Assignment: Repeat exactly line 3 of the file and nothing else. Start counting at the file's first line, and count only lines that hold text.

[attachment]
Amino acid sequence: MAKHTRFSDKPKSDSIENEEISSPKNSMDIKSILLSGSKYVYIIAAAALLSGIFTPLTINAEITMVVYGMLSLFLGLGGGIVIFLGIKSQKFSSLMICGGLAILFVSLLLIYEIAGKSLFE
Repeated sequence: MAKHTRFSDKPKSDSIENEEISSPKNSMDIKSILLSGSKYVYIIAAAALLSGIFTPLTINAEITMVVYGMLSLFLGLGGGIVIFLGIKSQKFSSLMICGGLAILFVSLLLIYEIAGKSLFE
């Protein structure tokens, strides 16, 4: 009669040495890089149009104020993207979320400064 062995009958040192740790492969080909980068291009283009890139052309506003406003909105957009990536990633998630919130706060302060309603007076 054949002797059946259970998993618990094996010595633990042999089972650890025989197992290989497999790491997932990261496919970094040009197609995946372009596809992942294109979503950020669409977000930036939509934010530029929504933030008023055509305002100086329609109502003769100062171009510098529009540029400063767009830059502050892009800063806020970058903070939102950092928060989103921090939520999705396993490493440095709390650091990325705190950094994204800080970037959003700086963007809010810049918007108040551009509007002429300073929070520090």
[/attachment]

């Protein structure tokens, strides 16, 4: 009669040495890089149009104020993207979320400064 062995009958040192740790492969080909980068291009283009890139052309506003406003909105957009990536990633998630919130706060302060309603007076 054949002797059946259970998993618990094996010595633990042999089972650890025989197992290989497999790491997932990261496919970094040009197609995946372009596809992942294109979503950020669409977000930036939509934010530029929504933030008023055509305002100086329609109502003769100062171009510098529009540029400063767009830059502050892009800063806020970058903070939102950092928060989103921090939520999705396993490493440095709390650091990325705190950094994204800080970037959003700086963007809010810049918007108040551009509007002429300073929070520090």